Shortly after a contractor breached a gas main, firefighters arrived on the scene to investigate the source of the leak and evacuate the area. A devastating blast occurred, injuring a half-dozen firefighters, a police officer and as many as seven civilians. Several buildings were leveled and Barr was knocked to the ground under a pile of rubble.
Despite the best efforts of Sun Prairie EMS personnel, Barr succumbed to his injuries and the community lost one of its finest members.
Cory Barr cannot be replaced. But his memory can be honored. The Barr House, which he owned with his wife Abby, was among the leveled buildings. There has already been a huge outpouring of support for a GoFundMe benefit for his family (https://www.gofundme.com/benefit-for-the-family-of-cory-barr), and we hope it continues. We also hope that people in Sun Prairie and beyond will pause to recognize the crucial role that volunteer firefighters play in keeping our communities safe and strong.
Leader-Telegram, Eau Claire, July 12
Group’s point difficult to disregard
There is no mistaking the political bent of One Wisconsin Now. After all, the organization stopped in Eau Claire on Tuesday as part of the “Scott Walker Farewell Tour.”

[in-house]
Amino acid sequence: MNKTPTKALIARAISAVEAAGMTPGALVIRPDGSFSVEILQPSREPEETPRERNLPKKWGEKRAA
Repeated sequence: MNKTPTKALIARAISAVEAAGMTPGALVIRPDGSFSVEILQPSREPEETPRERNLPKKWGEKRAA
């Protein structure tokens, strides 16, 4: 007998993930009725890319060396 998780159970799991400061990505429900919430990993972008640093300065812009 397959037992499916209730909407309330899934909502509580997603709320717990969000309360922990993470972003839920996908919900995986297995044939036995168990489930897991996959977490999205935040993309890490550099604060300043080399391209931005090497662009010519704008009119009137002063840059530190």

The Madison-based progressive organization visited to tout its “Tomorrow Wisconsin” plan. At the core of the effort are five key issues: student loan debt refinancing, paid family and medical leave and sick days, affordable child care, job security and livable wages, and access to the state pension system.
Scot Ross, One Wisconsin Now executive director, said that even if Gov. Scott Walker is re-elected the group hopes to bring the topics, which his group deems critical for members of Generation X (generally those born from 1966 through 1980) and Millennials (those born in the 1980s or ‘90s), to the forefront of political discourse.
“It’s time for us to start talking about issues that aren’t just one generation’s issue,” he said.
At least some of the aforementioned talking points are a concern regardless of one’s political persuasion. You may not support student loan debt refinancing, but the fact that the total is now about $1.48 trillion in this country can’t be ignored. A new television game show on TruTV, “Paid Off,” even rewards winning contestants by eliminating their student debt.